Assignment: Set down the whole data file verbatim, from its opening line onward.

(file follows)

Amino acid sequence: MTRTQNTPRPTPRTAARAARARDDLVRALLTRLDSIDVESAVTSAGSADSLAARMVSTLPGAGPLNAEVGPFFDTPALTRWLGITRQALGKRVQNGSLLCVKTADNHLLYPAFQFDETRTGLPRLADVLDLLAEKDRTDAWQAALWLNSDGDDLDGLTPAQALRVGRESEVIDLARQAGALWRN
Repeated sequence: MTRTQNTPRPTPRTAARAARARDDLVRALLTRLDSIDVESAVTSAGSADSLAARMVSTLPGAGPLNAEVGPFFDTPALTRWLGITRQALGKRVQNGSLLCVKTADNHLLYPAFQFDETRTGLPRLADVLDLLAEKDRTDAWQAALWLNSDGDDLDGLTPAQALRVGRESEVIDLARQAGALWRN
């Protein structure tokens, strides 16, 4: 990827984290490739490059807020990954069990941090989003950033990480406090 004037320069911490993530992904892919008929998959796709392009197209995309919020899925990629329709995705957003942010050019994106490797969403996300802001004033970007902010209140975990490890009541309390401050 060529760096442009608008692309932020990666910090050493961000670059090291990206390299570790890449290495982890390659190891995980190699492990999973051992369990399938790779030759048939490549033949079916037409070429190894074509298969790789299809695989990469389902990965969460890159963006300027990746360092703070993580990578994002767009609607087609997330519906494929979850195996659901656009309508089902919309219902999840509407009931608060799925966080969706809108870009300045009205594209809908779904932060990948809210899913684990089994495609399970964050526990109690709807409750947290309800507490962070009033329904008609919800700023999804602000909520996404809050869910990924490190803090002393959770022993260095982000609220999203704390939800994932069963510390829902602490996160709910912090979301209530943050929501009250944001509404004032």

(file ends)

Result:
Amino acid sequence: MTRTQNTPRPTPRTAARAARARDDLVRALLTRLDSIDVESAVTSAGSADSLAARMVSTLPGAGPLNAEVGPFFDTPALTRWLGITRQALGKRVQNGSLLCVKTADNHLLYPAFQFDETRTGLPRLADVLDLLAEKDRTDAWQAALWLNSDGDDLDGLTPAQALRVGRESEVIDLARQAGALWRN
Repeated sequence: MTRTQNTPRPTPRTAARAARARDDLVRALLTRLDSIDVESAVTSAGSADSLAARMVSTLPGAGPLNAEVGPFFDTPALTRWLGITRQALGKRVQNGSLLCVKTADNHLLYPAFQFDETRTGLPRLADVLDLLAEKDRTDAWQAALWLNSDGDDLDGLTPAQALRVGRESEVIDLARQAGALWRN
């Protein structure tokens, strides 16, 4: 990827984290490739490059807020990954069990941090989003950033990480406090 004037320069911490993530992904892919008929998959796709392009197209995309919020899925990629329709995705957003942010050019994106490797969403996300802001004033970007902010209140975990490890009541309390401050 060529760096442009608008692309932020990666910090050493961000670059090291990206390299570790890449290495982890390659190891995980190699492990999973051992369990399938790779030759048939490549033949079916037409070429190894074509298969790789299809695989990469389902990965969460890159963006300027990746360092703070993580990578994002767009609607087609997330519906494929979850195996659901656009309508089902919309219902999840509407009931608060799925966080969706809108870009300045009205594209809908779904932060990948809210899913684990089994495609399970964050526990109690709807409750947290309800507490962070009033329904008609919800700023999804602000909520996404809050869910990924490190803090002393959770022993260095982000609220999203704390939800994932069963510390829902602490996160709910912090979301209530943050929501009250944001509404004032």